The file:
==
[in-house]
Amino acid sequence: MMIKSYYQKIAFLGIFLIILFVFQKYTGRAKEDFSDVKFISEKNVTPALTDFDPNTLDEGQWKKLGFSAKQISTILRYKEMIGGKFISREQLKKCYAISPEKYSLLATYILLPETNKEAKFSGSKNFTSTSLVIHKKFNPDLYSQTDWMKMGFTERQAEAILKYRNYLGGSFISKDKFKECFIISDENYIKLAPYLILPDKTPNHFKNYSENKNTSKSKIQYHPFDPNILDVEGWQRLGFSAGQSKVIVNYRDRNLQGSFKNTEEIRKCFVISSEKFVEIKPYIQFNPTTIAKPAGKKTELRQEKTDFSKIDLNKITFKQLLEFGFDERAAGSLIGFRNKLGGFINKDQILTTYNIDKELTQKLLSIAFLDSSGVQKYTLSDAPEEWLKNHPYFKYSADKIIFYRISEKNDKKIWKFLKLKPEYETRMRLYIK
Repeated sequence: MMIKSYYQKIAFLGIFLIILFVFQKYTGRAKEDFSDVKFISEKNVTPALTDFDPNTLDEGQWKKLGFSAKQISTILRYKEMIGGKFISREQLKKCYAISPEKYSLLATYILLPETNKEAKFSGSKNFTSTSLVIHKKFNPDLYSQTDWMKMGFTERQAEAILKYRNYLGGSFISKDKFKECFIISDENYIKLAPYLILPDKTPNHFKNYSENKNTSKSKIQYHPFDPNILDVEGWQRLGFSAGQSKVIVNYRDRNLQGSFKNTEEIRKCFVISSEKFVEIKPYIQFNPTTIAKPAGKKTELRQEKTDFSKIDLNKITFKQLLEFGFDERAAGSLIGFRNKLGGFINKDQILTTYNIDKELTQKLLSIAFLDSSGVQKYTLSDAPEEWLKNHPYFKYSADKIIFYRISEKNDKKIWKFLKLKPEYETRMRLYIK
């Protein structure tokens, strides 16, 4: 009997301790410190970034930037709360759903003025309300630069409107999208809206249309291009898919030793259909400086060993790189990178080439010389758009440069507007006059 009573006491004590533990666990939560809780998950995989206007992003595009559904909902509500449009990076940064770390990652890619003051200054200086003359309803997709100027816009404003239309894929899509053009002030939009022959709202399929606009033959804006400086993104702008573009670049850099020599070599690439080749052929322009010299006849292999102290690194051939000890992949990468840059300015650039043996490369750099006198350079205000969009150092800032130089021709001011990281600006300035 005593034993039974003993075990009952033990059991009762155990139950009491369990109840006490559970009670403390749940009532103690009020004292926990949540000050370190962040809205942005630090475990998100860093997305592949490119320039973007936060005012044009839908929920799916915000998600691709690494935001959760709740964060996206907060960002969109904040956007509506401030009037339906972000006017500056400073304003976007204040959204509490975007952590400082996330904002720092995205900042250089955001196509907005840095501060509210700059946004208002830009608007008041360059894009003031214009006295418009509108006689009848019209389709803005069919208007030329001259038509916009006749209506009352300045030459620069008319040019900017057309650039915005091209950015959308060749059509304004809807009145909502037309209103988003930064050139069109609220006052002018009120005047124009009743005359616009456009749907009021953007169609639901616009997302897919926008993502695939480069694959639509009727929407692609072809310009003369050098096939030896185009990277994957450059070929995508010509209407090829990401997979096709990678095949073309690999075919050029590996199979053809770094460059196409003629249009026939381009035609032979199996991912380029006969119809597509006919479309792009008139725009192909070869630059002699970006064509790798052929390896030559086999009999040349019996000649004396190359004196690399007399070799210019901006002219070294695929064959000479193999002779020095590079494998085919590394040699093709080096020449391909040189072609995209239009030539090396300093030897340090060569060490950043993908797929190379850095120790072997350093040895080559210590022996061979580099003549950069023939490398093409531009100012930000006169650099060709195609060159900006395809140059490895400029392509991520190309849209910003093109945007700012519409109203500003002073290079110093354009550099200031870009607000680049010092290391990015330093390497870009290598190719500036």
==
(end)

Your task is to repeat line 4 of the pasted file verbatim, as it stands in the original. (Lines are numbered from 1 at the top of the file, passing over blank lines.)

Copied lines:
């Protein structure tokens, strides 16, 4: 009997301790410190970034930037709360759903003025309300630069409107999208809206249309291009898919030793259909400086060993790189990178080439010389758009440069507007006059 009573006491004590533990666990939560809780998950995989206007992003595009559904909902509500449009990076940064770390990652890619003051200054200086003359309803997709100027816009404003239309894929899509053009002030939009022959709202399929606009033959804006400086993104702008573009670049850099020599070599690439080749052929322009010299006849292999102290690194051939000890992949990468840059300015650039043996490369750099006198350079205000969009150092800032130089021709001011990281600006300035 005593034993039974003993075990009952033990059991009762155990139950009491369990109840006490559970009670403390749940009532103690009020004292926990949540000050370190962040809205942005630090475990998100860093997305592949490119320039973007936060005012044009839908929920799916915000998600691709690494935001959760709740964060996206907060960002969109904040956007509506401030009037339906972000006017500056400073304003976007204040959204509490975007952590400082996330904002720092995205900042250089955001196509907005840095501060509210700059946004208002830009608007008041360059894009003031214009006295418009509108006689009848019209389709803005069919208007030329001259038509916009006749209506009352300045030459620069008319040019900017057309650039915005091209950015959308060749059509304004809807009145909502037309209103988003930064050139069109609220006052002018009120005047124009009743005359616009456009749907009021953007169609639901616009997302897919926008993502695939480069694959639509009727929407692609072809310009003369050098096939030896185009990277994957450059070929995508010509209407090829990401997979096709990678095949073309690999075919050029590996199979053809770094460059196409003629249009026939381009035609032979199996991912380029006969119809597509006919479309792009008139725009192909070869630059002699970006064509790798052929390896030559086999009999040349019996000649004396190359004196690399007399070799210019901006002219070294695929064959000479193999002779020095590079494998085919590394040699093709080096020449391909040189072609995209239009030539090396300093030897340090060569060490950043993908797929190379850095120790072997350093040895080559210590022996061979580099003549950069023939490398093409531009100012930000006169650099060709195609060159900006395809140059490895400029392509991520190309849209910003093109945007700012519409109203500003002073290079110093354009550099200031870009607000680049010092290391990015330093390497870009290598190719500036």